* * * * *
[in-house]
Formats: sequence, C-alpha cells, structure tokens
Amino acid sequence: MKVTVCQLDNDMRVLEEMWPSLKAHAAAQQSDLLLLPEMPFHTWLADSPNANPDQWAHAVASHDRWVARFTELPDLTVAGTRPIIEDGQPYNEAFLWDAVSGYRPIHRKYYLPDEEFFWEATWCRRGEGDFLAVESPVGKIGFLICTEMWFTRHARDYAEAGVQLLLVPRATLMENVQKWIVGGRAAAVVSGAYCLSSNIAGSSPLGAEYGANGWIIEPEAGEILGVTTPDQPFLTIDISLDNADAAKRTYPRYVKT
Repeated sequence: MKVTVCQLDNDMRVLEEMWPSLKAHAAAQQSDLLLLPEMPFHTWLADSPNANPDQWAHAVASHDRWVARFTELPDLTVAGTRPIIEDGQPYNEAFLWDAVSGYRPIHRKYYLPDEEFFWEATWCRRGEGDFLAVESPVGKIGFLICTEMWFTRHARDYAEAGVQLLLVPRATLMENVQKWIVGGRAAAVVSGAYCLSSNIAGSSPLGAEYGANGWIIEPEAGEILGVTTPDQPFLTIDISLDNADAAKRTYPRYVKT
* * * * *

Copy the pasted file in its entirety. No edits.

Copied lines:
[in-house]
Formats: sequence, C-alpha cells, structure tokens
Amino acid sequence: MKVTVCQLDNDMRVLEEMWPSLKAHAAAQQSDLLLLPEMPFHTWLADSPNANPDQWAHAVASHDRWVARFTELPDLTVAGTRPIIEDGQPYNEAFLWDAVSGYRPIHRKYYLPDEEFFWEATWCRRGEGDFLAVESPVGKIGFLICTEMWFTRHARDYAEAGVQLLLVPRATLMENVQKWIVGGRAAAVVSGAYCLSSNIAGSSPLGAEYGANGWIIEPEAGEILGVTTPDQPFLTIDISLDNADAAKRTYPRYVKT
Repeated sequence: MKVTVCQLDNDMRVLEEMWPSLKAHAAAQQSDLLLLPEMPFHTWLADSPNANPDQWAHAVASHDRWVARFTELPDLTVAGTRPIIEDGQPYNEAFLWDAVSGYRPIHRKYYLPDEEFFWEATWCRRGEGDFLAVESPVGKIGFLICTEMWFTRHARDYAEAGVQLLLVPRATLMENVQKWIVGGRAAAVVSGAYCLSSNIAGSSPLGAEYGANGWIIEPEAGEILGVTTPDQPFLTIDISLDNADAAKRTYPRYVKT